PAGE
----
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staying profcient with new procedures - is CME really enough?

Discussion in 'Surgery and Surgical Subspecialties' started by copacetic, Nov 30, 2008.

  1. copacetic

    copacetic Copacetic Was Here!
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    medicine is changing all the time with new procedures being developed constantly. and i know that it is for this reason that coninuing medical education exists. however, is doing 2 or 3 weeks of CME a year really enough to become proficient with new procedures. i mean, you gotta go through months of residency to become proficient at a particular procedure, so how is it possible that a private practice physician who has been out of residency for say 15-20 years to take a CME course and become proficient in some new procedure. i dont get it. can someone enlighten me?
     
  2. Winged Scapula

    Winged Scapula Cougariffic!
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    CME doesn't imply proficiency.

    CMEs are designed to continue your education, enhance existing knowledge or advance new techniques.

    While there are physicians who seem to assume proficiency after a weekend course in something, most realize that the goal of CME is to introduce these techniques for users to begin to use them when they get back home. Furthermore, most surgical procedures are based on skills that the surgeon already has...the device might be different, but the ability to manipulate the device or do the procedure isn't a brand new skill.
     
  3. OP
    OP
    copacetic

    copacetic Copacetic Was Here!
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    so basically what your're saying is that a new procedure comes along, you go take a cme course on it, learn the principles behind it, then go practice using it with your colleagues at the practice and become proficient while practicing? or maybe your partners (the younger ones) with some more up to date skills and techniques can spread their wealth of knowledge to the group. im guessing these are the two ways in which new knowledge is spread in a group?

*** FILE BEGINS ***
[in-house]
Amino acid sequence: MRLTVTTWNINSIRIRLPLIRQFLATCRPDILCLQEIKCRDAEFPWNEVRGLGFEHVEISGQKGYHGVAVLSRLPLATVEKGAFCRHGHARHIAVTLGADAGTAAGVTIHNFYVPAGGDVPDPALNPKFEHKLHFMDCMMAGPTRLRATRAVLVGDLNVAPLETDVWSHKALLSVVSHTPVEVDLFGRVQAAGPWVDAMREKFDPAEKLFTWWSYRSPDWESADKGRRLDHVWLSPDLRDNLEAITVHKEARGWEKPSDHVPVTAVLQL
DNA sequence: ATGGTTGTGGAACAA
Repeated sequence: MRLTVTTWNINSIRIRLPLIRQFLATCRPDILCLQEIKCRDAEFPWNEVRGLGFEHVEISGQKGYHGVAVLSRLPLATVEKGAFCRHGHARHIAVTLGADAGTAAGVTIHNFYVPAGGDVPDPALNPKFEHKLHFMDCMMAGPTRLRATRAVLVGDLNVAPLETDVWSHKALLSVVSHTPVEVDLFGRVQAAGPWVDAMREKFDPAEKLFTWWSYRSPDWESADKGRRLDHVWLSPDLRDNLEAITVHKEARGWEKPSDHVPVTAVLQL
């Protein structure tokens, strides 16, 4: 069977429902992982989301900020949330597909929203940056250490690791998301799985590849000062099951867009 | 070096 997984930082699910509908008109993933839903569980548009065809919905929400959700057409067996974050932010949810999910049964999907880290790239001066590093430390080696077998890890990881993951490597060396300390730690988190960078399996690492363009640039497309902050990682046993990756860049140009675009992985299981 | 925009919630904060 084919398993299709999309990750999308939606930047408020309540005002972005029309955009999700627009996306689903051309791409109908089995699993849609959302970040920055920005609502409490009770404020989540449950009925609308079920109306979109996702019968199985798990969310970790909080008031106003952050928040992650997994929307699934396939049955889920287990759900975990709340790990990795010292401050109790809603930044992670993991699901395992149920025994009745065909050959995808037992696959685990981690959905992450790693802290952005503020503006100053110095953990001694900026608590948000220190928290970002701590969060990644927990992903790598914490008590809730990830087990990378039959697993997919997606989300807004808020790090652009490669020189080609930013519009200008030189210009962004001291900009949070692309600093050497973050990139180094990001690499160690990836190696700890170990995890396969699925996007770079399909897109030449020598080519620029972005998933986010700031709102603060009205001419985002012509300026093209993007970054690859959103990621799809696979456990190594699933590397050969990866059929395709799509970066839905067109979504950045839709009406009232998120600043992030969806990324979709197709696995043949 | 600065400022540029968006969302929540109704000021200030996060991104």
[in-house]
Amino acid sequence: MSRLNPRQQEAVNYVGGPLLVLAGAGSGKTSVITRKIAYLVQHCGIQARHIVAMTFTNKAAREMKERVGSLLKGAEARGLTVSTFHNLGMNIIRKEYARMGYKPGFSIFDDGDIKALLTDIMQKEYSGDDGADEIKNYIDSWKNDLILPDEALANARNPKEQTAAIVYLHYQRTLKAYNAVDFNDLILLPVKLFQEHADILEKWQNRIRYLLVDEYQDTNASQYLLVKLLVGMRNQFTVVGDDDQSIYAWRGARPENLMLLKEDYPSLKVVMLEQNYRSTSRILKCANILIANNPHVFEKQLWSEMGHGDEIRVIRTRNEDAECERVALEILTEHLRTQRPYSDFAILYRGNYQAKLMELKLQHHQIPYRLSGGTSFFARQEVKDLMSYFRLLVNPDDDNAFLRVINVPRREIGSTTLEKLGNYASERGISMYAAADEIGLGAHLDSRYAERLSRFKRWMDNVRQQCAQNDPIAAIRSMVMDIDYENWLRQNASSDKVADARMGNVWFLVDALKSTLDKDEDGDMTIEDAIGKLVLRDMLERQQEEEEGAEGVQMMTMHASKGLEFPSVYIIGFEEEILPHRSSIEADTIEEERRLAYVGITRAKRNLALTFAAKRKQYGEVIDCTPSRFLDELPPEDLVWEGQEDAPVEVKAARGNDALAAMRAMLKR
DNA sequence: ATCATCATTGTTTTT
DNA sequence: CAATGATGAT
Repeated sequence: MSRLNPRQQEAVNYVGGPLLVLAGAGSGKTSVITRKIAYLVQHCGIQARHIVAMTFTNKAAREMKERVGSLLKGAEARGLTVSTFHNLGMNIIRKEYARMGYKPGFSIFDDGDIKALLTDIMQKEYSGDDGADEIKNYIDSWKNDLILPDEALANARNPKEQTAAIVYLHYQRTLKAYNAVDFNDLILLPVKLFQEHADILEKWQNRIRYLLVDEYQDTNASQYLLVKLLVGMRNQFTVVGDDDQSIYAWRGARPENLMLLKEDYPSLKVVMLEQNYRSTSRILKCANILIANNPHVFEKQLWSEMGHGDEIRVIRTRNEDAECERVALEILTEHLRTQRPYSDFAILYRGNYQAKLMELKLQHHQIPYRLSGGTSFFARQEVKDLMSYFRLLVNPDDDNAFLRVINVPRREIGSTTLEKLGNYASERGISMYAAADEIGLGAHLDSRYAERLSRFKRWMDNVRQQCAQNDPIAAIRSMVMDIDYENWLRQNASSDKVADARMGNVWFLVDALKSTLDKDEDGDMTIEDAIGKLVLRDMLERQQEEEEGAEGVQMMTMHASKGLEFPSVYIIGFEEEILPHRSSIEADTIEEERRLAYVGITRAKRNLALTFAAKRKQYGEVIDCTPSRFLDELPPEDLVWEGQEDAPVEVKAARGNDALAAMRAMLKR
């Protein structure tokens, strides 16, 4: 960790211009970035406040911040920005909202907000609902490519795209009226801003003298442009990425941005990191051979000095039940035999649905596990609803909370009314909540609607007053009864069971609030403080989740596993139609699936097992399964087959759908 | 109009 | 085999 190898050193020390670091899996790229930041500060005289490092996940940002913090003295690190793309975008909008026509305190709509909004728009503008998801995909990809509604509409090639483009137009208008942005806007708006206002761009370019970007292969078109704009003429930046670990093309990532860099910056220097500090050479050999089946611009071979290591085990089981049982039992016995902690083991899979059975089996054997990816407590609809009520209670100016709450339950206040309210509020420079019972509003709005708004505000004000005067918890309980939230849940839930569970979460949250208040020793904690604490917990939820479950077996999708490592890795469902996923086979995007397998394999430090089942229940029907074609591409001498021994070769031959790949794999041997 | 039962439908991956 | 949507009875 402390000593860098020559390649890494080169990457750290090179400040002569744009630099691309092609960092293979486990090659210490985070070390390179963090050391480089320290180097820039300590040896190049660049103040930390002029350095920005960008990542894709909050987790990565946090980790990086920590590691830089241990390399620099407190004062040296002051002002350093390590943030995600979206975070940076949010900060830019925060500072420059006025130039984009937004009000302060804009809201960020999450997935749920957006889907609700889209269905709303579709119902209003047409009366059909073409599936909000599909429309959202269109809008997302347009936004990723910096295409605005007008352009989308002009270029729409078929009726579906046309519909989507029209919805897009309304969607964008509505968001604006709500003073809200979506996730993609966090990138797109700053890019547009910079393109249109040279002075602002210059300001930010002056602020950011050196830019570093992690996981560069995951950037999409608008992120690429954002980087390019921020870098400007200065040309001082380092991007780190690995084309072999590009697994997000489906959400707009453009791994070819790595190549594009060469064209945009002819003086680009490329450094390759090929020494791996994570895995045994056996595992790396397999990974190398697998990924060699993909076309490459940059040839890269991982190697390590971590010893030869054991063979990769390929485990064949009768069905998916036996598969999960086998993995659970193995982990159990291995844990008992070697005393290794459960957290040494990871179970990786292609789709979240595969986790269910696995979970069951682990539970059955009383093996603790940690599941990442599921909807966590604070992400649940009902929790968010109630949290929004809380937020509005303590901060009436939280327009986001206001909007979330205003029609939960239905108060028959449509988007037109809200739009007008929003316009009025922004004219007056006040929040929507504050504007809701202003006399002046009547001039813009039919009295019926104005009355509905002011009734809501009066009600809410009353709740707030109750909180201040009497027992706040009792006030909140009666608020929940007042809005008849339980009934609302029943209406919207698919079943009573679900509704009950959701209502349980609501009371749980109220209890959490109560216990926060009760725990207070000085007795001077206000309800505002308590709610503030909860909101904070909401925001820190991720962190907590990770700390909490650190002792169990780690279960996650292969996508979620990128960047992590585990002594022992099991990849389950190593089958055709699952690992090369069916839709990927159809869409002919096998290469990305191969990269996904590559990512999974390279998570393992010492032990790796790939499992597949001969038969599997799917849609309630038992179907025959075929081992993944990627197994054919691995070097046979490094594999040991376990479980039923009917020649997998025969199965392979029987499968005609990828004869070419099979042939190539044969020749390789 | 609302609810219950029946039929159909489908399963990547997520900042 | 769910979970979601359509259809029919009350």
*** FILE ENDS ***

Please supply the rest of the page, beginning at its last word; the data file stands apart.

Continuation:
4. Winged Scapula

    Winged Scapula Cougariffic!
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    Yes.

    It is impossible to have achieved proficiency or even exposure in every surgical procedure that exists during residency. Most attendings will tell you that the first time they did a certain procedure was after they finished residency; this is especially true for some of the more unusual cases.

    When new technology arises, if you don't train in it, you stagnate. Therefore, you either take a course or learn the technique from others who are proficient. Again, bear in mind that most "new" techniques are still built on the basic principles of surgical teachings and that proficiency in most things doesn't take long because you aren't starting from scratch. For example, most bariatric surgeons trained more than 3-5 years ago never learned the lap band but now most are offering it because the surgical skills required to do the procedure aren't foreign to them.

    When you buy a new car, you know how to drive, but you have to learn where the turn signals are, whether you turn them up/down or rotate a lever, etc. You have the skills, you just have to apply them in a new environment with some adjustment. Its not like you're getting into a car having never driven or seen someone drive.
     
  5. OP
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    copacetic

    copacetic Copacetic Was Here!
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    thanks, this was very helpful!
     

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